Gene amplification and increased copy number of the EGFR gene associated with the response rate to EGFR-targeted drugs in NSCLC, breast cancer and colon cancer , . However, in these studies, specific gene copy of the wild-type and mutant EGFR gene allele was not independently determined. By using allele-specific PCR analysis and PLACE-SSCP analysis, we found that erlotinib- or gefitinib-resistant cell lines showed either complete or partial loss of activating mutant EGFR gene allele versus wild-type of EGFR gene allele, accompanying by constitutive activation of PI3K/Akt less susceptible to effect of erlotinib or gefitinib. Erlotinib-resistant cell line (PC9/ER1) showed almost complete loss of mutant EGFR gene allele, but drug resistant cell lines from 11–18 showed partial loss of mutant EGFR gene allele.
In this study, we have further analysed the underlying mechanism for drug resistance in PC9 cells, and compared with drug resistance relevant characteristics of resistant cell lines of 11–18. An erlotinib-resistant cell line (PC9/ER1) showed complete loss of mutant EGFR gene allele, and harbored only wild-type EGFR (Figure 2). The loss of activating mutant EGFR is followed by constitutive activation of its downstream PI3K/Akt signaling pathway that is not inhibited by erlotinib. The PI3K/Akt activation independent of activating mutant EGFR therefore seems to play essential role in acquisition of drug resistance to EGFR-targeted drugs in PC9/ER1 cells. Forced expression of activated mutant (delE746-A750) EGFR cDNA restored sensitivity to erlotinib in PC9/ER1 cells, supporting the initial discovery that activating mutant EGFR gene plays a key role in drug sensitivity to gefitinib , , . Furthemore, in erlotinib- or gefitinib-resistant cell lines of 11–18, PLACE-SSCP analysis demonstrated apparent decrease of more than 50% of the mutant EGFR gene copy, together with relatively decreased levels of the mutant EGFR protein, as compared with their parental cell line. Transfection of activating mutant EGFR cDNA into erlotinib-resistant subline of 11–18 also restored sensitivity to erlotinib, suggesting again the close connection of the partial loss of mutant EGFR gene with acquisition of drug resistance in 11–18.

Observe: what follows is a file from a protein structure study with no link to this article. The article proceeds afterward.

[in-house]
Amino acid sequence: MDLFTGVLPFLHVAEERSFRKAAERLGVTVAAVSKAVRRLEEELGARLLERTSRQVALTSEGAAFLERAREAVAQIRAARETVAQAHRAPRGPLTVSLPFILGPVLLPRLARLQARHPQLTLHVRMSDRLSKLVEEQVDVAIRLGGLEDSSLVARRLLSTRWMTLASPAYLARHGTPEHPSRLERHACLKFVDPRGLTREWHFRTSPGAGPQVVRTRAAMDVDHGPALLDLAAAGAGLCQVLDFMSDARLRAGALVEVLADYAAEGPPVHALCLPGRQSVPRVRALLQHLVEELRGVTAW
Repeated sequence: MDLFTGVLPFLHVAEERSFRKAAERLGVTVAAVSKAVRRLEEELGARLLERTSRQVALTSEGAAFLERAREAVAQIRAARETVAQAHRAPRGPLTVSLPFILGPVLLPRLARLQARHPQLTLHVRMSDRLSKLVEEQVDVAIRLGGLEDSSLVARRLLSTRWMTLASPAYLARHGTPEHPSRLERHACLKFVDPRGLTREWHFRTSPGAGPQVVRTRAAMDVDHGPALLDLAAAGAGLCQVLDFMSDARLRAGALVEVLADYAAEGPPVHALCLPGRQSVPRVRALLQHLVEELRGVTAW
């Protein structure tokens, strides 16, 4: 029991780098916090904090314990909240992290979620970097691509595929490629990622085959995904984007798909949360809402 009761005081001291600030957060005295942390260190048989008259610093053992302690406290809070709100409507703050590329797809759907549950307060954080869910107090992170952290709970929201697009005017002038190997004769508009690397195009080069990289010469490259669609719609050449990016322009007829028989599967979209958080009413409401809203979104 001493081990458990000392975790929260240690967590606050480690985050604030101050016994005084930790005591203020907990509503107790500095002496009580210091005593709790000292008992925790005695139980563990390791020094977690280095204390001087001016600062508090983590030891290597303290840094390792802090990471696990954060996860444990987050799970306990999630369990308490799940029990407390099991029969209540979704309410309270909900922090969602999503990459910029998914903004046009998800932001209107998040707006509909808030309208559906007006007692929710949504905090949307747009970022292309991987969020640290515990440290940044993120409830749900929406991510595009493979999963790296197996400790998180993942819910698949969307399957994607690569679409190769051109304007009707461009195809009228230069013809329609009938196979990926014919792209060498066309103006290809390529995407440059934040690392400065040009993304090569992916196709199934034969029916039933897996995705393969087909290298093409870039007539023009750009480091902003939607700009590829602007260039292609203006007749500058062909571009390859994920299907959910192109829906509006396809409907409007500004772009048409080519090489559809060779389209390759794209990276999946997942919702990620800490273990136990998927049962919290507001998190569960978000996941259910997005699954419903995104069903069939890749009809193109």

One could argue why the loss of activating mutant EGFR gene allele confer drug-resistant phenotype and PI3K/Akt activation. Acquired drug resistance to kinase inhibitors in general can lead to reactivation of the target protein, activation of up-stream or down-stream effectors, and/or activation of bypass pathway . Of these pleiotropic proteins involving acquired resistance to EGFR-targeted drugs, we examined whether other EGFR family proteins could play a role in constitutive activation of PI3K/Akt during acquirement of erlotinib resistance. Of three EGFR family proteins, phosphorylation EGFR and HER3 was susceptible to the inhibitory effect of erlotinib in PC9, but phosphorylation of HER3 was not inhibited to erlotinib in its drug-resistant counterpart (Figure 5A). In the parental PC9 cells, knockdown of either EGFR or HER3 resulted in decreased expression of pAkt (Figure 5B and 5C), consistent with the notion that activated EGFR mutation in association with HER3 or HER2 highly sensitize the Akt phosphorylation to EGFR-targeted drugs , . HER2 knockdown itself however did not affect phosphorylation of Akt in PC9 cells. In PC9/ER1 cells, knockdown of HER2 suppressed expression of pHER3 and pAkt while knockdown of EGFR, mostly wild-type EGFR, suppressed expression of pHER2 and pAkt, and only slightly that of pHER3 (Figure 5B and 5C). Furthemore, knockdown of HER3 suppressed phosphorylation of Akt in PC9/ER1 cells (Figure 5D). On the other hand, treatment with lapatinib, a dual kinase inhibitor, or BIBW2992, a pan-kinase inhibitor, suppressed phosphorylation of HER2, HER3 and Akt in PC9/ER1 cells (Figure 6A and 6B). Figure 6B shows that phosphorylation of Akt is highly susceptible to erlotinib when HER2 or HER3 was silenced in PC9/ER1 cells. By contrast, phosphorylation of Akt was partially suppressed by erlotinib in EGFR-knockdowned PC9/ER1cells (Figure 6B).